Startup WeLink announced it received a $185 million investment from Digital Alpha Advisors – an investment firm tied to Cisco – that it plans to use to eventually expand its fixed wireless Internet service into ten US cities.
The company uses the 60GHz and 70GHz spectrum bands coupled with equipment from unnamed manufacturers running the 802.11ay transmission standard to offer uplink and downlink speeds of 940 Mbit/s for $70 per month. Founded in 2018, WeLink currently offers service in Las Vegas and is exploring expansions into Phoenix and Tucson, Arizona, in the second quarter of 2021.
"This is a great investment round for WeLink," WeLink's Kevin Ross and Luke Langford wrote in response to questions from Light Reading. "The funding includes an equity component, in the form of a revenue share facility to fund subscriber growth. WeLink gets access to a pool of capital that funds subscriber growth to make growth capex neutral to the business and shares revenue from those subscribers to offer Digital Alpha a return on that portion of the investment. We receive the capital as we grow to cover network expansion and subscriber acquisition costs."
The executives believe the financing model they're using with Digital Alpha Advisors represents a "template for the network operator of tomorrow" that includes a tempered capital budget, combined revenues and costs and a network capable of supporting multiple revenue streams.
Digital Alpha also has "preferred access" to Cisco's pipeline of commercial opportunities requiring equity financing, which positions the vendor for "new partnership opportunities" with WeLink. "We're thrilled to take this next step with WeLink to enable the future of fixed wireless broadband," John Chapman, CTO of Cisco's broadband business, said in WeLink's release.
Digital Alpha was founded by Rick Shrotri, head of the Global Infrastructure Funds (GIF) team at Cisco, and closed its first fund – Digital Alpha Fund LP – in 2017.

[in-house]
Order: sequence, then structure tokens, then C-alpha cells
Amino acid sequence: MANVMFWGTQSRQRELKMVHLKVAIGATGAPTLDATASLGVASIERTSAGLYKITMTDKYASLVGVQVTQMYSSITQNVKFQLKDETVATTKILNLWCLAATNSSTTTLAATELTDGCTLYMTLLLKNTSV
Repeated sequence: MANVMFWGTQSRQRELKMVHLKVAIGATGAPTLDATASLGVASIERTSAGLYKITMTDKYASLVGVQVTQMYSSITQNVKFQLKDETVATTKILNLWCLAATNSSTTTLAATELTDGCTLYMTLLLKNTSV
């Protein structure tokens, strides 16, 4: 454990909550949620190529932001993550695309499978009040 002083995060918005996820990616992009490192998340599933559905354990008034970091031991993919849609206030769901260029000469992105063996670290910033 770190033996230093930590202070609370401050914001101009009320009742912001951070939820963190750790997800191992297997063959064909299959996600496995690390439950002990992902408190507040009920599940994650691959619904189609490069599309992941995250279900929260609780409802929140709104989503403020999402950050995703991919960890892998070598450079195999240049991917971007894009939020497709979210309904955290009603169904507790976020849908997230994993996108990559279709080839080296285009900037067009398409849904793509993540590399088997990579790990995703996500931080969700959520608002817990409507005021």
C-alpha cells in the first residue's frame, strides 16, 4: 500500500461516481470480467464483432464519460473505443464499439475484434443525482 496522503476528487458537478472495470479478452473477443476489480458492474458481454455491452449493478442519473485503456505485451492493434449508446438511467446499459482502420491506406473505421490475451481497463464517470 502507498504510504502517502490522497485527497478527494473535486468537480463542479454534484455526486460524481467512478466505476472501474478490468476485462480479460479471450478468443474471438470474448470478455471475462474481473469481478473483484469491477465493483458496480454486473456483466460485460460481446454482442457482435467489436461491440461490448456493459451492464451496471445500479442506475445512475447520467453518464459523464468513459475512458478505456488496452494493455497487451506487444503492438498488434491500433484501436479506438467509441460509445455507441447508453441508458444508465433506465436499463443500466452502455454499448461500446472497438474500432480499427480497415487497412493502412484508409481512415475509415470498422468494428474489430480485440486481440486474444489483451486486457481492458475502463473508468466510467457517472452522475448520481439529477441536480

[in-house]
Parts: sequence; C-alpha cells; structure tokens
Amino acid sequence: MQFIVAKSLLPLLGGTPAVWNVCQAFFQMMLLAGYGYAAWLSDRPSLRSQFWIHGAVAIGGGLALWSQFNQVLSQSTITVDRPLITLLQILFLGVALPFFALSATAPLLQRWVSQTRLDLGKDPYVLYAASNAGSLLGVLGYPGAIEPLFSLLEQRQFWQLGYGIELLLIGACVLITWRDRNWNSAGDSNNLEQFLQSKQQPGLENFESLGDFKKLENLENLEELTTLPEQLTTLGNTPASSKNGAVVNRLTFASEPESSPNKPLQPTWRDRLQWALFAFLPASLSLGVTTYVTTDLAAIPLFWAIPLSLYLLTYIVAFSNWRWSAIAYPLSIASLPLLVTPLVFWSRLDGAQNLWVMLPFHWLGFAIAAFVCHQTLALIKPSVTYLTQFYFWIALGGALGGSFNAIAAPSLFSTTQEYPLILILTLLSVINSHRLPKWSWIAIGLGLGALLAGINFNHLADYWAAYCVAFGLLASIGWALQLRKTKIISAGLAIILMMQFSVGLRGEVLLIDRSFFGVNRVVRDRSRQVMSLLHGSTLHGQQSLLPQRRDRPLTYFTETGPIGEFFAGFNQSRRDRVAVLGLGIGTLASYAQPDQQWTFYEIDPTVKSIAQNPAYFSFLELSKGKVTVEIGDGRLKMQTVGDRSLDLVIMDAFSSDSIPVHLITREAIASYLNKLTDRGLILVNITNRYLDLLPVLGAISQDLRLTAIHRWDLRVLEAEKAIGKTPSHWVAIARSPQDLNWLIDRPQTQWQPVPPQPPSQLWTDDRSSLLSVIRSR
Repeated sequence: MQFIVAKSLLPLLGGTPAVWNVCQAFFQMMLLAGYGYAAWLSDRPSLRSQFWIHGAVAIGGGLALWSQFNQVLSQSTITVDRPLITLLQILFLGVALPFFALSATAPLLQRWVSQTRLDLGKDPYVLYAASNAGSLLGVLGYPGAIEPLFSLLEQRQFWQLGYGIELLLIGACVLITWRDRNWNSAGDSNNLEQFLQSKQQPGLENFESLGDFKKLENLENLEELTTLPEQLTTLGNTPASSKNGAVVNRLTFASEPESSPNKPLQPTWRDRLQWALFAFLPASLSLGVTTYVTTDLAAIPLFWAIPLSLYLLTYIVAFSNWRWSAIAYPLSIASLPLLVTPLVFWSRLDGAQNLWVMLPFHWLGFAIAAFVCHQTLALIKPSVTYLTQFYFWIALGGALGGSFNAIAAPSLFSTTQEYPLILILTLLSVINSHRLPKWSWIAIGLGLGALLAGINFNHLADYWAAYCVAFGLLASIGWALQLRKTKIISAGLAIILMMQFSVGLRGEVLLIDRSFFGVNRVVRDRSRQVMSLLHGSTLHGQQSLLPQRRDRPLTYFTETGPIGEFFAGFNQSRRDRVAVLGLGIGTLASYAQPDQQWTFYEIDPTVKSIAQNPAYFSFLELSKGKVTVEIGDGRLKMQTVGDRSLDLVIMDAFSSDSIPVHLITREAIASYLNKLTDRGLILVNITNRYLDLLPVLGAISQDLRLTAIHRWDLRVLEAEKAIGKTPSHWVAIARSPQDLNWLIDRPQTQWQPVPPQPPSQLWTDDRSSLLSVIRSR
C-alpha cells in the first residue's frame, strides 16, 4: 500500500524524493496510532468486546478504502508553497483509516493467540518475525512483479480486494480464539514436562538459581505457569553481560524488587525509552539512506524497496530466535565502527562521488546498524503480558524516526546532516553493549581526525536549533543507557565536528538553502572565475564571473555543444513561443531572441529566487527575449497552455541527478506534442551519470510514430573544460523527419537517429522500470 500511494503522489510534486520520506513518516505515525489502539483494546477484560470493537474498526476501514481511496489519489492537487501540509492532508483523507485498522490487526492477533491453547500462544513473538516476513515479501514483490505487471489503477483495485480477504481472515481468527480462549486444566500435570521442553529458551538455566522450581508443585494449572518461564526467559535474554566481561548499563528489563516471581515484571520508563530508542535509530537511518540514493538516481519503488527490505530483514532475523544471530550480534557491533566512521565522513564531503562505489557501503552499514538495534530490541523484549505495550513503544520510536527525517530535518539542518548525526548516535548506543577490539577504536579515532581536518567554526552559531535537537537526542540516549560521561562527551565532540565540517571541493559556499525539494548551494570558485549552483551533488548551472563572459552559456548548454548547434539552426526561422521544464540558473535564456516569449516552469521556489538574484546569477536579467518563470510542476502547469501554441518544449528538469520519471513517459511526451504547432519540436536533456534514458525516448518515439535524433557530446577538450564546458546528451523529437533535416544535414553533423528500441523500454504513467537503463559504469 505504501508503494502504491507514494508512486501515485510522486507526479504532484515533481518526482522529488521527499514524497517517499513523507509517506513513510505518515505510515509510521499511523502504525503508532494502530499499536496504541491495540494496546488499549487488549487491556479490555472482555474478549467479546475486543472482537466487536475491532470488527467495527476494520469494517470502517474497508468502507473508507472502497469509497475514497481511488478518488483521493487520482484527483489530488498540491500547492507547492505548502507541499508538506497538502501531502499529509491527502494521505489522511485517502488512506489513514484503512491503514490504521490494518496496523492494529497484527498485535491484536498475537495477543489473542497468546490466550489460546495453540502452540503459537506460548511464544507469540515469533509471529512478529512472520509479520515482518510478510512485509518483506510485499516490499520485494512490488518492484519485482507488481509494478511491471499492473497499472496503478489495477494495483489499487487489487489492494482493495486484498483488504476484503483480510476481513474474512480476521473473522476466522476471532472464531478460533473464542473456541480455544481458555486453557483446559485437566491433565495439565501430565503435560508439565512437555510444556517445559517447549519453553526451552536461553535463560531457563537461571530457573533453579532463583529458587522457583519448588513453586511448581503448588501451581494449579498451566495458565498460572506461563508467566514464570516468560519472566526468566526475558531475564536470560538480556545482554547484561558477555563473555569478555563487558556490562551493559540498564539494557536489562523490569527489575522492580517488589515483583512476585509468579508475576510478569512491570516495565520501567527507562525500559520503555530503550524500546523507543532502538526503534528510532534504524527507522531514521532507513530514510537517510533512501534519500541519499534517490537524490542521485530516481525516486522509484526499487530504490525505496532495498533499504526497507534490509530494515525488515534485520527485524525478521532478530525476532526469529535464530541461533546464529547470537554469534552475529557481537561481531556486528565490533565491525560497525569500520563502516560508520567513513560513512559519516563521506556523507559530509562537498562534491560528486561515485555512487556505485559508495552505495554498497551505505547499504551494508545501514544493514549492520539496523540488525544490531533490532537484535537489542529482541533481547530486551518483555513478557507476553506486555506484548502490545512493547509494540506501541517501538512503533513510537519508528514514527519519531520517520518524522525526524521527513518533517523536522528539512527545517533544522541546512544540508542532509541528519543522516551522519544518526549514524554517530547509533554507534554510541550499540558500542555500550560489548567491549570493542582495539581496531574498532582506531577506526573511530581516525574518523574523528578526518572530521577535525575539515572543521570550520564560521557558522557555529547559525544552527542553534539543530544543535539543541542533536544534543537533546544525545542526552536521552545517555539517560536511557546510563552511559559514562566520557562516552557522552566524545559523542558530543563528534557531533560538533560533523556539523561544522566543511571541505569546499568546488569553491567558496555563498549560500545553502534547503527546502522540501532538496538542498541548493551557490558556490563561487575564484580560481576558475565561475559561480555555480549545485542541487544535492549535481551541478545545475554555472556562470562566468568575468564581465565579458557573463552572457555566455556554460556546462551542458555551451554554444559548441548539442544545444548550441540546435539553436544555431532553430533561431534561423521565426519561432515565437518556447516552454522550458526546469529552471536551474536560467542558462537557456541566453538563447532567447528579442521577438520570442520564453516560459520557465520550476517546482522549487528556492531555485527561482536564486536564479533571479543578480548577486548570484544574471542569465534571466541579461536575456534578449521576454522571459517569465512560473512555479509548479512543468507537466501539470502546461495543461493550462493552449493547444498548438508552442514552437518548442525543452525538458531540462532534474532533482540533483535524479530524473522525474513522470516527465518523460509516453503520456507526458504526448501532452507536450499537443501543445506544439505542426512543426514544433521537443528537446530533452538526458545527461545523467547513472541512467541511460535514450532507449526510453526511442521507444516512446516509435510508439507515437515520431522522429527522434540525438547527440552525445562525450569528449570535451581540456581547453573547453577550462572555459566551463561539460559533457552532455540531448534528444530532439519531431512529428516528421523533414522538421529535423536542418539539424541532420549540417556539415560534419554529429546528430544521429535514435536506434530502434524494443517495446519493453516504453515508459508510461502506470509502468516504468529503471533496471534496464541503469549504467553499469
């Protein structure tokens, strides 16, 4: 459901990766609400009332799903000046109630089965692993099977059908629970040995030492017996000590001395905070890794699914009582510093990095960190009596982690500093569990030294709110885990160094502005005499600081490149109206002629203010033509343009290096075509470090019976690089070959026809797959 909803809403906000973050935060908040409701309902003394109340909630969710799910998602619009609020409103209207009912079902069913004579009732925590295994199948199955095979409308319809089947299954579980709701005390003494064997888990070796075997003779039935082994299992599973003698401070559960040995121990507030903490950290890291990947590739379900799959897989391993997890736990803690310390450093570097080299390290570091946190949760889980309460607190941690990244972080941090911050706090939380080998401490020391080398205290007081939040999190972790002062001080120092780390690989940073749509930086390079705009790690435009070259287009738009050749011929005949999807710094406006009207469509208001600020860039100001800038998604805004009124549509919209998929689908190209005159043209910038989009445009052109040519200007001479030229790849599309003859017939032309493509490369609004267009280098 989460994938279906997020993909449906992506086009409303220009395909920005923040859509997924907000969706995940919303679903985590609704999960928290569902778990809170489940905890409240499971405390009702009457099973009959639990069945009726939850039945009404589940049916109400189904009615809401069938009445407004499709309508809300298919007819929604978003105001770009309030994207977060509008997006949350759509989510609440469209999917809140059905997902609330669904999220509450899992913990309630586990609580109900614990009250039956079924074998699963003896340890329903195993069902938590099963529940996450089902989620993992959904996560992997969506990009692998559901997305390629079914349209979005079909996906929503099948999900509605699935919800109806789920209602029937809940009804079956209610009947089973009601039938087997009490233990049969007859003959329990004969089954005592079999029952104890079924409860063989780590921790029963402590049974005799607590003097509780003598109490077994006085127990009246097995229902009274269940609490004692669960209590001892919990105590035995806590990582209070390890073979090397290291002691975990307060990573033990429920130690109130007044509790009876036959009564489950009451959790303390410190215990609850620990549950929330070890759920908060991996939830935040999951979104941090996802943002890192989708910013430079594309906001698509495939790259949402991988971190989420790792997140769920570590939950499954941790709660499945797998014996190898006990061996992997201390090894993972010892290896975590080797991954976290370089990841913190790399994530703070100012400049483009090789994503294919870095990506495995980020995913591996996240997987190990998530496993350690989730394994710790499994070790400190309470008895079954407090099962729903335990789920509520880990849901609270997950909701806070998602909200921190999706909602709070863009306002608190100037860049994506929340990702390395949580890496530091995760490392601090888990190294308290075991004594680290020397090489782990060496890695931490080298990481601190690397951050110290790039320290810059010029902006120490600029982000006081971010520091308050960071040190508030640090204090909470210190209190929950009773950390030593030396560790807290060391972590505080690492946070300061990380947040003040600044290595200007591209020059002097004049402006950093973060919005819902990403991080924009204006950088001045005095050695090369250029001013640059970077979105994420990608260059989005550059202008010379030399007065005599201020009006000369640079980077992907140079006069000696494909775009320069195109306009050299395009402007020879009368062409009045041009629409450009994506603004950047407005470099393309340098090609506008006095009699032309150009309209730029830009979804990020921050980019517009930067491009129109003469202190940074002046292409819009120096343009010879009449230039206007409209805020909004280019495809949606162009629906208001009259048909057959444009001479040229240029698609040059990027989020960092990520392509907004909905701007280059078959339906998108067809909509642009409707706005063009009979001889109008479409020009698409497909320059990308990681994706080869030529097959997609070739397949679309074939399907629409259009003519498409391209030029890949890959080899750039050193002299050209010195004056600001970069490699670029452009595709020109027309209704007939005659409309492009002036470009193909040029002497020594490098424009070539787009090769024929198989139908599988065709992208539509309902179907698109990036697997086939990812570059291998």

However, WeLink's Ross (the company's CEO) and Langford (the company's president and COO) said the wireless Internet service provider "has a variety of relationships with existing hardware vendors who serve the fixed wireless space." They didn't specifically mention a supplier deal with Cisco.
Both Ross and Langford hail from Vivint Internet, a fixed wireless provider that traced its origins to a security alarm installation company. After several failed expansion efforts, Vivint Internet shut its doors last year.
"Vivint was too early to the market," explained Ross and Langford. "The mmWave [millimeter wave] technology we had access to back in the Vivint days was too expensive and not mature. We were never able to deliver the type of performance and experience (gigabit speeds) we are delivering today at WeLink and, most importantly, at cost points that make business sense."
Things are different today, according to Ross and Langford. They explained that WeLink will use an anchor-and-end-point deployment model that will beam connections from one "anchor" customer to nearby "end-point" customers, thus creating a kind of flexible mesh network that can be expanded. The service will run through receivers on customers' rooftops, which connect to routers inside customers' homes or offices.
Other fixed wireless Internet providers, including C Spire, have deployed a similar design.
WeLink joins a large and growing number of companies using fixed wireless technologies to offer Internet services into homes and offices. T-Mobile, Verizon, LTD Broadband, Starry, Nextlink, Cable One, Mediacom and others are also offering similar services as a way to avoid the expenses involved in routing wired Internet connections to customer locations.
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